“I do a lot of photography and every photo I take is automatically saved on google photos,” said Oliver Nakatudde a journalist with Uganda Radio Network, a subscription news agency.
“But how safe is our information. Can’t it be leaked?” In 2018, Google was forced to shut down Google Plus, its social networking platform after it discovered a security susceptibility that exposed the private data of up to 500,000 users and the trainers were asking if their information could be safe.
“You just have to trust Google...As long as you are using the internet your information will always be susceptible to leaks.” said Byaruhanga. He further advised against clicking on unsolicited links, saying these are used by cybercriminals and state actors for phishing - a fraudulent attempt to obtain sensitive information or data, such as usernames, passwords, and credit card details, by disguising as a trustworthy entity.
Byaruhanga cited the classic example of Jeff Bezos, the American billionaire, whose mobile phone was scythed in 2018 after receiving a WhatsApp message that had ostensibly been sent from the personal account of Mohammed Bin Salman the Crown Prince of Saudi Arabia.
“Somebody can send you a message and once you click it, you give that person access to your passwords meaning they get hold of all your information,” Byaruhanga said.
Edrine Wanyama, Cipesa’s legal officer introduced the trainees to the law and policy on digital rights and internet freedom in Africa.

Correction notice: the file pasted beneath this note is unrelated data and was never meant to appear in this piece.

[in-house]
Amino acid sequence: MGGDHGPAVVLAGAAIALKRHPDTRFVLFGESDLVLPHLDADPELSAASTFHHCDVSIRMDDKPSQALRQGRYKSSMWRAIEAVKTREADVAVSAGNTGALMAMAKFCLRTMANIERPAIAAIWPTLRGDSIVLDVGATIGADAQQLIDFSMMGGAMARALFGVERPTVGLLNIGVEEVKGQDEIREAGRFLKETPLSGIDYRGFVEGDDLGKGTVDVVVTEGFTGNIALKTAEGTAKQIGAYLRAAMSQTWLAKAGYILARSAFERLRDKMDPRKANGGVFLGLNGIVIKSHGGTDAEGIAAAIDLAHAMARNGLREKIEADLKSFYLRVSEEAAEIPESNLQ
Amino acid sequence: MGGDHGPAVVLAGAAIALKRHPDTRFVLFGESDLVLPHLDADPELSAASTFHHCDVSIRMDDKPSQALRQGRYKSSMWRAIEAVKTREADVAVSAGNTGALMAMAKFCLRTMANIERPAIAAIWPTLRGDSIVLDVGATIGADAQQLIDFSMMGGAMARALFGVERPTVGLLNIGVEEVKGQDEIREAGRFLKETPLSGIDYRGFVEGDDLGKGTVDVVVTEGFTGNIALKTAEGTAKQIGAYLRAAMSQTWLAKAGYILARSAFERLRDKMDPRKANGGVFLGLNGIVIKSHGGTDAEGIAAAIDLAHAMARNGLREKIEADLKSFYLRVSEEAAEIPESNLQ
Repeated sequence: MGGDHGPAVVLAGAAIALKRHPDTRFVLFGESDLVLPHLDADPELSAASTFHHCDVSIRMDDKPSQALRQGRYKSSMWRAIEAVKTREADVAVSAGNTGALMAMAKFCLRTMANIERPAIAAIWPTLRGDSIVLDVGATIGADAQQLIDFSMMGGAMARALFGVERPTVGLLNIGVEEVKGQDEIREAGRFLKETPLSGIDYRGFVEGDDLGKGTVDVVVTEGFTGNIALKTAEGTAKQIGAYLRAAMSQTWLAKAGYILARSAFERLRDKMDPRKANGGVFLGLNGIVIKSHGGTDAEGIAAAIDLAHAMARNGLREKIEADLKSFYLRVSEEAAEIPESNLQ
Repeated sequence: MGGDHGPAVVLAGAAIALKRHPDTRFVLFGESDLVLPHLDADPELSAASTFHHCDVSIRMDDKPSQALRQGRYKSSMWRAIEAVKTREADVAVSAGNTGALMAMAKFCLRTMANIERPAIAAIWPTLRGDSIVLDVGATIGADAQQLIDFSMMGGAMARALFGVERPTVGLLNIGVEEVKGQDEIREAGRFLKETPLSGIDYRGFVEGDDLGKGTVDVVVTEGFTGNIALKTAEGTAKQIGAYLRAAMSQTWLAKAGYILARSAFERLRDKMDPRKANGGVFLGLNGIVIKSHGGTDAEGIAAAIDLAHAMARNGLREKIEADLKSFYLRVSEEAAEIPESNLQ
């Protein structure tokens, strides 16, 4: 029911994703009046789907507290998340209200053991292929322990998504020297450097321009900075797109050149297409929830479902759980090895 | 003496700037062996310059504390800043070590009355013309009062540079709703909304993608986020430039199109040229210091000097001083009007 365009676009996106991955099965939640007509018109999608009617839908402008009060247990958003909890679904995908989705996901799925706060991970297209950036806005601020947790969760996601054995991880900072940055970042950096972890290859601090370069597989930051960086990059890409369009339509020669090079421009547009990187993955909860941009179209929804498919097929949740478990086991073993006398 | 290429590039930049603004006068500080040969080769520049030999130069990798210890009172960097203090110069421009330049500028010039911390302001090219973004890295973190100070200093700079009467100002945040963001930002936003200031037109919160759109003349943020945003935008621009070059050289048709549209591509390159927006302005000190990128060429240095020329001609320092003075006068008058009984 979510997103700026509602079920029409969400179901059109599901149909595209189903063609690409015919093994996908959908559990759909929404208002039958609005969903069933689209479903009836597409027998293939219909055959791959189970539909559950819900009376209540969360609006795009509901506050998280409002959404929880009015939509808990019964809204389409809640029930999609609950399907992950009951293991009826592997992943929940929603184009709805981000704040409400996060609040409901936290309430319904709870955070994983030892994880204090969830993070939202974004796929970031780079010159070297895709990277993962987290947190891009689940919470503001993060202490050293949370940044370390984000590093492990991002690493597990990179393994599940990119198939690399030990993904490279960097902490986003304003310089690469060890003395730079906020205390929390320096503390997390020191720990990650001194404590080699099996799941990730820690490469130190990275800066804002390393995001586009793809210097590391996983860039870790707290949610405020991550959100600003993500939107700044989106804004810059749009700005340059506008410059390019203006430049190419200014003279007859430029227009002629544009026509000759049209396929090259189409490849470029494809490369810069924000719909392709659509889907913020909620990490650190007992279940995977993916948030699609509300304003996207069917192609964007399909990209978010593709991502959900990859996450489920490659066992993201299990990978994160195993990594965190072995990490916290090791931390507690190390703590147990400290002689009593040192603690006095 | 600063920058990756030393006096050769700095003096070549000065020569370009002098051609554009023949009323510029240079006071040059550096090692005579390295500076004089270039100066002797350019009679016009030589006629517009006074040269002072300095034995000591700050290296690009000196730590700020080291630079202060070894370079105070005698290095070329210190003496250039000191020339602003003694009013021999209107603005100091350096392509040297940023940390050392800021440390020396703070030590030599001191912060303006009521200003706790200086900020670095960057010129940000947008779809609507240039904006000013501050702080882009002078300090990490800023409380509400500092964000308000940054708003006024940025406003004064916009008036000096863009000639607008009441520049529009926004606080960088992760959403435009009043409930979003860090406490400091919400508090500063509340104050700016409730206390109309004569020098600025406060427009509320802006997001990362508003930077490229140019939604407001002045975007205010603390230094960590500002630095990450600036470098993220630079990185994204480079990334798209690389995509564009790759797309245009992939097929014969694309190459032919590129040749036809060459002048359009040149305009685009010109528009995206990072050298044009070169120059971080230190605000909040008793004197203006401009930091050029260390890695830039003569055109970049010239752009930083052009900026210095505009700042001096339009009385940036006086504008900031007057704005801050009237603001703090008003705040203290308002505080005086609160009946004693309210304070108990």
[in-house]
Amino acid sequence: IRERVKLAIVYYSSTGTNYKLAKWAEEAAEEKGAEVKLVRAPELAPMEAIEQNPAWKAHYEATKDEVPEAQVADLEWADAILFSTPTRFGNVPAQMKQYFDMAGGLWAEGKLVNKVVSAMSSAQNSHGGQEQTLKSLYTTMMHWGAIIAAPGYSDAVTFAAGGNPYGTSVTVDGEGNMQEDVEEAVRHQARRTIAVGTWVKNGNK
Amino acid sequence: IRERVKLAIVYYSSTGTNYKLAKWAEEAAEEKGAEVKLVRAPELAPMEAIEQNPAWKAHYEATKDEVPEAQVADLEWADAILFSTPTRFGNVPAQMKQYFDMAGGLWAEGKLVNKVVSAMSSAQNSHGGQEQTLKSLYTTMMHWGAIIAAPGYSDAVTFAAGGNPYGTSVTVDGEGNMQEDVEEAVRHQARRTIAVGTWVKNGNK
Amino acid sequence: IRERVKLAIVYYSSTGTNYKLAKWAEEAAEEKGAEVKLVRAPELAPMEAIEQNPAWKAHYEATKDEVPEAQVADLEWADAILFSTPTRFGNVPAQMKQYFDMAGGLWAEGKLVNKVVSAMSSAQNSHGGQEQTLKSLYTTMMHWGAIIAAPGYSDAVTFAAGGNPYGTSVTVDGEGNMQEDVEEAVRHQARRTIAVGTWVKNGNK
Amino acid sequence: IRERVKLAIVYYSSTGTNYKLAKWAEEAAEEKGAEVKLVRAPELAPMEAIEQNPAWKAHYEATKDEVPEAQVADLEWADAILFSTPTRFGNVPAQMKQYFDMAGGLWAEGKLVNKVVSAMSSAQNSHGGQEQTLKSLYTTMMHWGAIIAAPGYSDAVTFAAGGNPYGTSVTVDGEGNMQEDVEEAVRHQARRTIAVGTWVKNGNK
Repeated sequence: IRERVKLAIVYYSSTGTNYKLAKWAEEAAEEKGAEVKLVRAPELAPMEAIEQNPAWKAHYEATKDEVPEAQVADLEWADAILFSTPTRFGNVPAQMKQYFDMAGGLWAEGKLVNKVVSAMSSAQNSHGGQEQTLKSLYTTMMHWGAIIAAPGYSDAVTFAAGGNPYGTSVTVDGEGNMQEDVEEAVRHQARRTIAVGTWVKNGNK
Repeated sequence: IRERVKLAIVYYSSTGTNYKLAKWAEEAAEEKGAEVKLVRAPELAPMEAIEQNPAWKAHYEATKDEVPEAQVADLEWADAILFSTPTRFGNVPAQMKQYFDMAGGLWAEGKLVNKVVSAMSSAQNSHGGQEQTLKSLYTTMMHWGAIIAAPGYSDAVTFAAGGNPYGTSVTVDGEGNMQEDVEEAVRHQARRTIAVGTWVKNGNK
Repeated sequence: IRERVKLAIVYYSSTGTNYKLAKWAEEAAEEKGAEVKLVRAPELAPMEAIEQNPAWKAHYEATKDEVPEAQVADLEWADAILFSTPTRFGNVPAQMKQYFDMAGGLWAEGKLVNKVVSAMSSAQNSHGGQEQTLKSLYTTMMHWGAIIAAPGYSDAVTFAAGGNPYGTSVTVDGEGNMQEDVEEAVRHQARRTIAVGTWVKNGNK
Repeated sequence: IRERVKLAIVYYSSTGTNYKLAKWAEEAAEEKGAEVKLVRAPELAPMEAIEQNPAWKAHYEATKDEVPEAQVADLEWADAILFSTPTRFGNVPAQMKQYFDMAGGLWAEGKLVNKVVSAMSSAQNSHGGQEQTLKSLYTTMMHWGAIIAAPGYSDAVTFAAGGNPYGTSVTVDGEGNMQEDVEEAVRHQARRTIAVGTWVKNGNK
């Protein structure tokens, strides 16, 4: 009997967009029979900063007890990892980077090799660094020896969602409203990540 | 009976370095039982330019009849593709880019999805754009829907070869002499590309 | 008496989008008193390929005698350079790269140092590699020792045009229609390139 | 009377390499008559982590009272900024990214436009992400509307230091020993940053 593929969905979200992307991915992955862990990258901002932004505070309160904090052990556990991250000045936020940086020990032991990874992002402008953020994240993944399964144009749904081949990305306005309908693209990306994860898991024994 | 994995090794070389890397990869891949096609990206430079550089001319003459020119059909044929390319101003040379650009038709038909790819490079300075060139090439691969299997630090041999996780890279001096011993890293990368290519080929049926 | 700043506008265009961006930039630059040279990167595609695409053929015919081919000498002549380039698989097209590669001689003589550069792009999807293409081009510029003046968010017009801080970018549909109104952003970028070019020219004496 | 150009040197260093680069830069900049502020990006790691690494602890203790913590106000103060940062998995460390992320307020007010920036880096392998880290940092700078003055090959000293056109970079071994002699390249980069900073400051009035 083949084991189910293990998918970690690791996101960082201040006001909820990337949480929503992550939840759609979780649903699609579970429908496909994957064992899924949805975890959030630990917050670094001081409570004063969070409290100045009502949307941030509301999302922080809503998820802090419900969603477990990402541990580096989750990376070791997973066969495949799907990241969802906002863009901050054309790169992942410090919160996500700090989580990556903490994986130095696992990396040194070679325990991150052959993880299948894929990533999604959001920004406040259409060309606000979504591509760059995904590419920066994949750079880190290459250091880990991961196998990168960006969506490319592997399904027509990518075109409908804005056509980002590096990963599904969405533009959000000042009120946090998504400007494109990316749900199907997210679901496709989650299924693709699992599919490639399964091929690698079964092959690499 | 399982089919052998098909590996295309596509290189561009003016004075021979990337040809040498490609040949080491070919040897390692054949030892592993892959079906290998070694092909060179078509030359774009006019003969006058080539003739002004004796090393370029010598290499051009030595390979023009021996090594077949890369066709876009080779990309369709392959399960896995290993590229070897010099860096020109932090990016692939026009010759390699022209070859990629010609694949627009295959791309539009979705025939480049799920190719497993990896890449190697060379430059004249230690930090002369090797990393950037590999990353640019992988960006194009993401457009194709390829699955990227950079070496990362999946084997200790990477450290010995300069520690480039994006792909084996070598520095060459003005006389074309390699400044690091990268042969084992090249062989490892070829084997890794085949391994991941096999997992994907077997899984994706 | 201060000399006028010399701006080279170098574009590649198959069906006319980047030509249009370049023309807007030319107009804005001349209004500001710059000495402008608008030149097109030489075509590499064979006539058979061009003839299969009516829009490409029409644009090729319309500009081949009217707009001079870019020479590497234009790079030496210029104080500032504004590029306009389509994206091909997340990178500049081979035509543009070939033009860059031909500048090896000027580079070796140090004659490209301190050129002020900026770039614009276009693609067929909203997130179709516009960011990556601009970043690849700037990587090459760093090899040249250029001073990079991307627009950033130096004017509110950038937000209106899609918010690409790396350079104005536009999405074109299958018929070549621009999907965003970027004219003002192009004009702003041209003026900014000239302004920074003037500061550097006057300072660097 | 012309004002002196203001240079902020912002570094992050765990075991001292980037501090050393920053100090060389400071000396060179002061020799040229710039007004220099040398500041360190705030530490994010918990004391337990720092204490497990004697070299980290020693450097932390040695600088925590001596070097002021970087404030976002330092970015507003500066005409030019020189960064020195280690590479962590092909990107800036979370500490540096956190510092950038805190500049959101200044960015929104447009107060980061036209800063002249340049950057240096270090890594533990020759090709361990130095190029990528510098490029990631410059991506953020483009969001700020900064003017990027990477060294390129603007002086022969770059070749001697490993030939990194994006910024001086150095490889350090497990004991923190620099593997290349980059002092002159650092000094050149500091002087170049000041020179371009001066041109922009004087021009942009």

Wanyama explained that Uganda’s freedom of expression laws are adopted from Article 19(2) of the international covenant on civil and political rights 1966 international covenant on civil and political rights (ICCPR). The covenant, he said, was it was adopted by the United Nations General Assembly on December 19, 1966, and it came into force on March 23, 1976.
Article 19 (2) of the ICCPR which is crucial to freedom of expression states: “Everyone shall have the right to freedom of expression; this right shall include freedom to seek, receive and impart information and ideas of all kinds, regardless of frontiers, either orally, in writing or in print, in the form of art, or through any other media of his choice”
While internet penetration of the world stands at 62.9 per cent, Wanyama said, in Africa it's at only 39.3 percent with rural communities where the majority of Africans live, struggling with internet access.
The cost of the internet in Africa and particularly in Uganda is still high, Wanyama said. Whilst the government withdrew the unpopular over the top (OTT) tax, it replaced it in July this year with a 12 per cent tax on data packages, increasing the total tax on internet use to 30 per cent after factoring in the prevailing 18 per cent value-added tax.
“Accessing the internet is critical following the emergency of Covid-19,” Sandra Aceng, the information sharing & networking officer at Women of Uganda Network (WOUGNET). “But the government has made it now hard with first OTT and now a tax on data. Internet is way too expensive for ordinary Ugandans yet it’s critical to their lives."